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Facebook is taking cues from trendy Swedish furniture retailer Ikea to build data centers faster and more efficiently.
Today Facebook announced it’s employing a new concept called Rapid Deployment Data Centers (RDDCs) for the second data center at its site in Luleå, Sweden. The model can help Facebook better handle growth of users and the amount of data it stores and serves.
The news comes weeks after Facebook executives played up the need to improve the construction process for its server farms at a conference in January.
By building RDDCs, Facebook can add data center capacity twice as fast as it has in the past, and standard kits can go to any of its data centers, according to a blog post today from Marco Magarelli, a design engineer inside Facebook’s strategic engineering and development team. On top of time savings, Facebook will be able to use a smaller supply of materials to build its data centers.
Facebook has devised efficient servers, storage, and network hardware for its data centers and gradually shared ideas with the broader IT community through the Open Compute Project it announced in 2011. Some companies have been taking up the Facebook-style technology.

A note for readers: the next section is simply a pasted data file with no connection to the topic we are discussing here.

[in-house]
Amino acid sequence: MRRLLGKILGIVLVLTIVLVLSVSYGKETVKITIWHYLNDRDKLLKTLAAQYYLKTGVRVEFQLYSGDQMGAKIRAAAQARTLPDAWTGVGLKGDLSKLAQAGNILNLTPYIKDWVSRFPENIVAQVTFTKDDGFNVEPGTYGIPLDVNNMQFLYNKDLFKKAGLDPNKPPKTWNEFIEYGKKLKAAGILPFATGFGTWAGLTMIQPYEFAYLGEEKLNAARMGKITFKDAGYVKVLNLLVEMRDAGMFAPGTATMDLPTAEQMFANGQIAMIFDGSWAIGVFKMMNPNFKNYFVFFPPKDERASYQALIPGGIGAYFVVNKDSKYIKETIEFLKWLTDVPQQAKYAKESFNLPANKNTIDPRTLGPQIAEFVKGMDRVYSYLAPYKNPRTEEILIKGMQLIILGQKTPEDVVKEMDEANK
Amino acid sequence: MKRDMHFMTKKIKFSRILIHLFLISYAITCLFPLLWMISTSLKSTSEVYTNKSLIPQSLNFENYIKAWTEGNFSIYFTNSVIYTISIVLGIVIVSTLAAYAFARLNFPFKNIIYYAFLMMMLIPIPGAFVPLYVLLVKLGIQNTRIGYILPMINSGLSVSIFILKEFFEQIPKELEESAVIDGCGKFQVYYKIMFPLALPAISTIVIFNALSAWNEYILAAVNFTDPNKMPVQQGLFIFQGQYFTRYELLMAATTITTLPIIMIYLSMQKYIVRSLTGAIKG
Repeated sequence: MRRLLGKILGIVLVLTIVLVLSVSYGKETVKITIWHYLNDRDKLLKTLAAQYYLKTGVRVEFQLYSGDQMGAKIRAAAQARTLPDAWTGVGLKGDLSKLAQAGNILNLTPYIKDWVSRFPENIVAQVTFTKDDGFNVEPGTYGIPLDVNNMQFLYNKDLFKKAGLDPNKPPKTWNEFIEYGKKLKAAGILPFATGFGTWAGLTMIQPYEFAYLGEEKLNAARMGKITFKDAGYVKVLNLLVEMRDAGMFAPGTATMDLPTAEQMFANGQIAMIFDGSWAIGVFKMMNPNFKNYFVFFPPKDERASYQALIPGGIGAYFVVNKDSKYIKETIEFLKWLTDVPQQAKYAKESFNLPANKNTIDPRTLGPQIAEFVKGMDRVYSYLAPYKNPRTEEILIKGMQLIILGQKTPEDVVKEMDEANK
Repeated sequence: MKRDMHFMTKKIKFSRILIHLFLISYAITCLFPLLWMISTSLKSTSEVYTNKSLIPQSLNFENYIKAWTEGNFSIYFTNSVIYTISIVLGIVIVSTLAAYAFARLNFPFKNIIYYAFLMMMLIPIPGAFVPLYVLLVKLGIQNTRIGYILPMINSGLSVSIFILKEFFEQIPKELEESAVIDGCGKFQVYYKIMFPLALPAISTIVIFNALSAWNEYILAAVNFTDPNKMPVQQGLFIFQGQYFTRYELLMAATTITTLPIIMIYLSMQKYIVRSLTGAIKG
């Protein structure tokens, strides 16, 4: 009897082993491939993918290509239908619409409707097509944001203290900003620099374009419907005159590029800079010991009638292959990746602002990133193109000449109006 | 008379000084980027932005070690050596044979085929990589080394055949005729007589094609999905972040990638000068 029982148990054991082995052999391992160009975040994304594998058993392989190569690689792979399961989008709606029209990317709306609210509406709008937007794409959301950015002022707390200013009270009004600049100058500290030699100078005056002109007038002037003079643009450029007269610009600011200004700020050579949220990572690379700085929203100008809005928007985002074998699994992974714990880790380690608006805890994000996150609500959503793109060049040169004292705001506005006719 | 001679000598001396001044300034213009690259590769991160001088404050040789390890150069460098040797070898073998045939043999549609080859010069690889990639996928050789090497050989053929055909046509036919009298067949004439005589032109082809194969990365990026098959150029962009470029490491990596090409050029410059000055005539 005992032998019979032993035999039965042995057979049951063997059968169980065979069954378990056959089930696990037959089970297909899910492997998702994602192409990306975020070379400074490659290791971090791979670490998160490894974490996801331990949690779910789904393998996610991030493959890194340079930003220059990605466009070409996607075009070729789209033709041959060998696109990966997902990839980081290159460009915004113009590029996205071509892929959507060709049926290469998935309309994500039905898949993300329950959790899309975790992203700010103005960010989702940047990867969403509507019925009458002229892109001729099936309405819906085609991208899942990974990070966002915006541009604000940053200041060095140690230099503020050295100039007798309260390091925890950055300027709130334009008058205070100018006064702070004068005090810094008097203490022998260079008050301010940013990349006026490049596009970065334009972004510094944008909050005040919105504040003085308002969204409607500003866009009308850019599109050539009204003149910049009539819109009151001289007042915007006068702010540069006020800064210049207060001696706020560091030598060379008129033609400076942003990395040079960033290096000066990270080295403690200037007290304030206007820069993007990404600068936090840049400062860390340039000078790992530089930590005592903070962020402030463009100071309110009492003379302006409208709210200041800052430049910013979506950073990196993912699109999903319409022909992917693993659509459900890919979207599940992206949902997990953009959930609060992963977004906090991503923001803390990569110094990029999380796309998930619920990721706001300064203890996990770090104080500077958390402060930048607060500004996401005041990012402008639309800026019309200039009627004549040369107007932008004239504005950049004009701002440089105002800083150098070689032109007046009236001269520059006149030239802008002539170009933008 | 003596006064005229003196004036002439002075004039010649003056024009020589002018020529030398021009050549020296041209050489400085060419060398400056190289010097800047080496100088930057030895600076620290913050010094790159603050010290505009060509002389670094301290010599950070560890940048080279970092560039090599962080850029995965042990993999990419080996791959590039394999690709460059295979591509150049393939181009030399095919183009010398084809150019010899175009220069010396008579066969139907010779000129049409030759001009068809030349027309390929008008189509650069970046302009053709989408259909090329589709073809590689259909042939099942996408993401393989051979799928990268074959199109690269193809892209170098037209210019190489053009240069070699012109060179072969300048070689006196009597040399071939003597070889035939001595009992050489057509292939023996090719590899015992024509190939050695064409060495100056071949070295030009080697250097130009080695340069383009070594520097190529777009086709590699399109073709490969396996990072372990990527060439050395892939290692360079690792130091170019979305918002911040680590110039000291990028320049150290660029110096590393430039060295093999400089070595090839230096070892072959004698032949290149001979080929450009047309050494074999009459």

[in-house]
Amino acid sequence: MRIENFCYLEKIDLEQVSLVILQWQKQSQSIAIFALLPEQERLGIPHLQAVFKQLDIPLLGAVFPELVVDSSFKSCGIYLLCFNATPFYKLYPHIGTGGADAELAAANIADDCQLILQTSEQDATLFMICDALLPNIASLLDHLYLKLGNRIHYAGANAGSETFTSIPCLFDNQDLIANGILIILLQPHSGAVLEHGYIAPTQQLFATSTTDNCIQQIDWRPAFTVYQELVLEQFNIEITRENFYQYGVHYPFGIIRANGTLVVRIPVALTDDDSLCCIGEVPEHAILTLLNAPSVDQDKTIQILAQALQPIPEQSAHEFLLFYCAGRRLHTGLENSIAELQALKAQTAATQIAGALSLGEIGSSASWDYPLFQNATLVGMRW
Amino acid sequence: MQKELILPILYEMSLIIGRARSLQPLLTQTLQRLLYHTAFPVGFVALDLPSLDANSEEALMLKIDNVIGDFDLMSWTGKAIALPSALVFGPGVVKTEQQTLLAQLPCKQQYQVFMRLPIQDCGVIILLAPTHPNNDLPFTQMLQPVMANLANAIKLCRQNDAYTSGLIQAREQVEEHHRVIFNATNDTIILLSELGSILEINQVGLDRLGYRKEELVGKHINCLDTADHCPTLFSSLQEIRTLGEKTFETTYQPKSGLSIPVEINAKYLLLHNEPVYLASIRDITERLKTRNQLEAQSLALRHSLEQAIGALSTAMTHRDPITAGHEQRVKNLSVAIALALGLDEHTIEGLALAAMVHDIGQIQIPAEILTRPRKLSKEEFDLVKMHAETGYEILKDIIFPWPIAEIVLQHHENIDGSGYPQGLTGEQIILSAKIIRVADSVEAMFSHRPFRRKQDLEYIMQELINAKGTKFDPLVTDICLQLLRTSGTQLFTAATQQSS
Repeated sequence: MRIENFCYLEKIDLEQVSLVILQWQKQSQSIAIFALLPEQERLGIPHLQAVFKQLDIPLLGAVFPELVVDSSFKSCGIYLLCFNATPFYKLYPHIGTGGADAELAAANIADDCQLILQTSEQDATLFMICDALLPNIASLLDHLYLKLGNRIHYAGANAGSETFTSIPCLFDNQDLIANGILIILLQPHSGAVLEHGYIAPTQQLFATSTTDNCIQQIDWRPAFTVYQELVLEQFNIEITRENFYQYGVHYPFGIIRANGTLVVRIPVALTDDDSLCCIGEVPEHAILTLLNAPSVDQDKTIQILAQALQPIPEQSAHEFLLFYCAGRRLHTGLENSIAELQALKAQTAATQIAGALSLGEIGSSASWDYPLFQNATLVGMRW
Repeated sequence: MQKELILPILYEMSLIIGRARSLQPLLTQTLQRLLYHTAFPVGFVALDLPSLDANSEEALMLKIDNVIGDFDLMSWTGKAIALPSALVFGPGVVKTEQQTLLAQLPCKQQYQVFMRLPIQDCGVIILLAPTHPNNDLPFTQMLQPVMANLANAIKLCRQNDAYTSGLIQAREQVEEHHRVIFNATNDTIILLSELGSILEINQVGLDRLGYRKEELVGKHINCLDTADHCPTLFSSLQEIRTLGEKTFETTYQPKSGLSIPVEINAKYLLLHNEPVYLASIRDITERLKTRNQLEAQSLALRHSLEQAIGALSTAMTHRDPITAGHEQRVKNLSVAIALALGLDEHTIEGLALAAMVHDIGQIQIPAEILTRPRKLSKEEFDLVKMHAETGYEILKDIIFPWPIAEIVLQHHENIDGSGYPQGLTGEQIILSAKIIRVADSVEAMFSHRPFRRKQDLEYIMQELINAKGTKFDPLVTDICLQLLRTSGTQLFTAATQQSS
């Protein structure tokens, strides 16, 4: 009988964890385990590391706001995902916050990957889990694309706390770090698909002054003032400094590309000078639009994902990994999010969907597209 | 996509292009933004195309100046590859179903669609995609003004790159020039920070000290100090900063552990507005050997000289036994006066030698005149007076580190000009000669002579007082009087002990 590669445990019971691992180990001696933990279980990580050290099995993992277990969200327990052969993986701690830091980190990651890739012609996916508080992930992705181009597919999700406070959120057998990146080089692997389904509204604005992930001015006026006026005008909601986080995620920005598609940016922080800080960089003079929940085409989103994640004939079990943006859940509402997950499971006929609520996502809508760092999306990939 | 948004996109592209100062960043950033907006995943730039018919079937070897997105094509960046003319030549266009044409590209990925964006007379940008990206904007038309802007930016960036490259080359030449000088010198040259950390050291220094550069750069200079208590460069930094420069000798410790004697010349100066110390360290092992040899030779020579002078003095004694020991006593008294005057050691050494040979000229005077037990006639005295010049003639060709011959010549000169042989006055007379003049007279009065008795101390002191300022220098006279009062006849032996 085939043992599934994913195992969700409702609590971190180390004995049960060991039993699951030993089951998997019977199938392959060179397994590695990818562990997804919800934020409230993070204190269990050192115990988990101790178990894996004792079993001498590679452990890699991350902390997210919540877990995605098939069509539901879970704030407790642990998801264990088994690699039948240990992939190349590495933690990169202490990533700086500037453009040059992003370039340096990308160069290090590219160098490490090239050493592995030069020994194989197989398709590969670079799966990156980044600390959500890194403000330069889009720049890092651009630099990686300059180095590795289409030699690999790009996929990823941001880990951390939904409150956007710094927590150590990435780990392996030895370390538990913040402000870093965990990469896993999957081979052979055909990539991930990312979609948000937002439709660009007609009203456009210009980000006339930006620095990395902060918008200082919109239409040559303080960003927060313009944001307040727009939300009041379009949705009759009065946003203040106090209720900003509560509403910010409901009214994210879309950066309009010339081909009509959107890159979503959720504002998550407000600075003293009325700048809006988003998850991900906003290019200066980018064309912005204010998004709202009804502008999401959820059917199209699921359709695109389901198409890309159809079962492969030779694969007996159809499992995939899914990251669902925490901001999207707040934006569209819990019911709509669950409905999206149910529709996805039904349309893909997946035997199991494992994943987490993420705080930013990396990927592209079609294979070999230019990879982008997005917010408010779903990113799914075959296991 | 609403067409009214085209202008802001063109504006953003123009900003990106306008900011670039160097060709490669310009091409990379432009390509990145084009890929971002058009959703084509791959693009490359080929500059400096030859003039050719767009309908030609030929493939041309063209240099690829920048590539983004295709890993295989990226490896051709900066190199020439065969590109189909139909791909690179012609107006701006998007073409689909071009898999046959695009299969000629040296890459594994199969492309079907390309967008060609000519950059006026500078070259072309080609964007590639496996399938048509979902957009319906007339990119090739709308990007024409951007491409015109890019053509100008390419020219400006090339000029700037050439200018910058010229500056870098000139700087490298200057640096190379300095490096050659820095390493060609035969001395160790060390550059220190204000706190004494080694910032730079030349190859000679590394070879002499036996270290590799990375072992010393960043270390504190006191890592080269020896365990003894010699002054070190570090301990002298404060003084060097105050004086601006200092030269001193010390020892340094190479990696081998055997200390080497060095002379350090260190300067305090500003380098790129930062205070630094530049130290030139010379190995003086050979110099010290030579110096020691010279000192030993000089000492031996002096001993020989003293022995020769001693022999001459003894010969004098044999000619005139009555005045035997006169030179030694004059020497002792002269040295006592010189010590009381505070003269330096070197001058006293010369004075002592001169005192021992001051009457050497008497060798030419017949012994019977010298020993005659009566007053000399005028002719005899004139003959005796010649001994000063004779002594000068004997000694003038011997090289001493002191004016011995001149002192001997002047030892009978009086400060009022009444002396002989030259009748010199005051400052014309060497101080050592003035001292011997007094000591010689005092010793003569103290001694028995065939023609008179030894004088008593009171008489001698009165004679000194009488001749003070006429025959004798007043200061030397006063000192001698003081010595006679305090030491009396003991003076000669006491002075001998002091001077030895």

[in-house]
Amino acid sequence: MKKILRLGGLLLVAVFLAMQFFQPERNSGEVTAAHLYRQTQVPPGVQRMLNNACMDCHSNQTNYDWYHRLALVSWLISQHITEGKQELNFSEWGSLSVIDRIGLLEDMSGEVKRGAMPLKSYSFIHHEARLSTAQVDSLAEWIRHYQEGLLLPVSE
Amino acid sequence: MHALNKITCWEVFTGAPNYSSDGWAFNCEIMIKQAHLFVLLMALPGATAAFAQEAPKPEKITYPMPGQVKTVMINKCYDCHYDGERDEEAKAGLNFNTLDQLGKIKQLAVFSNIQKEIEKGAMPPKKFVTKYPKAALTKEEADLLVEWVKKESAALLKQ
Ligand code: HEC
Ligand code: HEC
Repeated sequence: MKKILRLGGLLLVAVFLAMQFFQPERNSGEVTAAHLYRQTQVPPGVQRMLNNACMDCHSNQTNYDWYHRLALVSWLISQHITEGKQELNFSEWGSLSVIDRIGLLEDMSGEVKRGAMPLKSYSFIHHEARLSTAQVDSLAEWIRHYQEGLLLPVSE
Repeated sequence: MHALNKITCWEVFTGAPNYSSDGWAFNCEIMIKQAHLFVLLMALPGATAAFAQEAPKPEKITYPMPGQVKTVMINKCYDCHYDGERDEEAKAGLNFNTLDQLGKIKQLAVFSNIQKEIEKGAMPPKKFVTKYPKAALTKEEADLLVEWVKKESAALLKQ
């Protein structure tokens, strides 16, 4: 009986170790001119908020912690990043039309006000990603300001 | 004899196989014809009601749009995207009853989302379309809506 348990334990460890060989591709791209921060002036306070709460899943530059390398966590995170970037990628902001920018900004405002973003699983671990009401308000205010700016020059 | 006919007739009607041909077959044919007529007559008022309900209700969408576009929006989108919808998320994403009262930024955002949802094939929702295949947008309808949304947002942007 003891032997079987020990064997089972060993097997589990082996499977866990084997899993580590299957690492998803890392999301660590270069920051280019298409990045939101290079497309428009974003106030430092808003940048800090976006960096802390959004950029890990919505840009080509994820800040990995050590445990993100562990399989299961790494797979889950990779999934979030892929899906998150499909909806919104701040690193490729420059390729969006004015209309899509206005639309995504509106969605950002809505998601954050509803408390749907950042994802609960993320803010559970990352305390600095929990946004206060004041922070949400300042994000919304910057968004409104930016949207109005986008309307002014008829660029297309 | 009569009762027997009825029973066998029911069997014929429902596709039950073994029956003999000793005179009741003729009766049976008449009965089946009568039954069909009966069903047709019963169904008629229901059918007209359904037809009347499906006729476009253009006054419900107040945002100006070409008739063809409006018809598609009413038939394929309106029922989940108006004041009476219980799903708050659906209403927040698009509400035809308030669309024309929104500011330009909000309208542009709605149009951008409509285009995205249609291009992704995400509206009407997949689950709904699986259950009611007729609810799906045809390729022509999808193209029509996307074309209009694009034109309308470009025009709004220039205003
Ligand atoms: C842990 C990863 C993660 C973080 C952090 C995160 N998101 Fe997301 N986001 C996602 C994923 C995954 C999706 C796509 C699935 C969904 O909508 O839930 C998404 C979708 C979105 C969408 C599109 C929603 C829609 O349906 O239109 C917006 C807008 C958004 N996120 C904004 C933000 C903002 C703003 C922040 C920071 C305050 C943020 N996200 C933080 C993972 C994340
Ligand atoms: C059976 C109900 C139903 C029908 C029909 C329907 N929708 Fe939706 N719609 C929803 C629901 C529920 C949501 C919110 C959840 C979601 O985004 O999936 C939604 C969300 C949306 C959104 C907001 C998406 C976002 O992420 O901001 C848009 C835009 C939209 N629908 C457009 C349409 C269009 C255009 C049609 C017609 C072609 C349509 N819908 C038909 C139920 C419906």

Other webscale companies, including Microsoft, Amazon.com, and Apple, have spent time and money to innovate with hardware and data center site design, partly because they operate at such scale. Apple has built a modular data center in Prineville, Ore. — across the street from Facebook’s site — where whole sections get installed to meet demand. And Microsoft has built a modular data center in Quincy Wash. But Facebook has released its data center innovations to the rest of the world, so it’s worth understanding.
At the Open Compute Summit in January, Magarelli said Facebook had been working with a few vendors on site design concepts.
One idea was to bringing together multiple components like frames, cable trays, and lights before they get hauled out to a site as units or modules. Magarelli likened the approach to a car assembly line where parts are added to a chassis before the finished cars are delivered.
The other scheme is Ikea-style, which — in case you’ve never bought furniture from Ikea — entails throwing lots of pieces into flat-packed cardboard boxes that you bring home and put together yourself.
“The idea here is to develop a set of instructions that a crew can go out and deploy a solution that we can deploy almost anywhere,” Magarelli said at the Open Compute Summit.
In this arrangement, Facebook wouldn’t need to obtain special permits for wide loads to move equipment to a site, he wrote in his blog post.
Both of these approaches come into play for Facebook’s second Luleå data center, which the company will start building soon, Magarelli wrote. And it won’t be buttoned up about the work.
“We will continue to share our learnings about RDDC design and construction so the OCP community can contribute their ideas and help advance data center design and construction that much more quickly,” Magarelli wrote.
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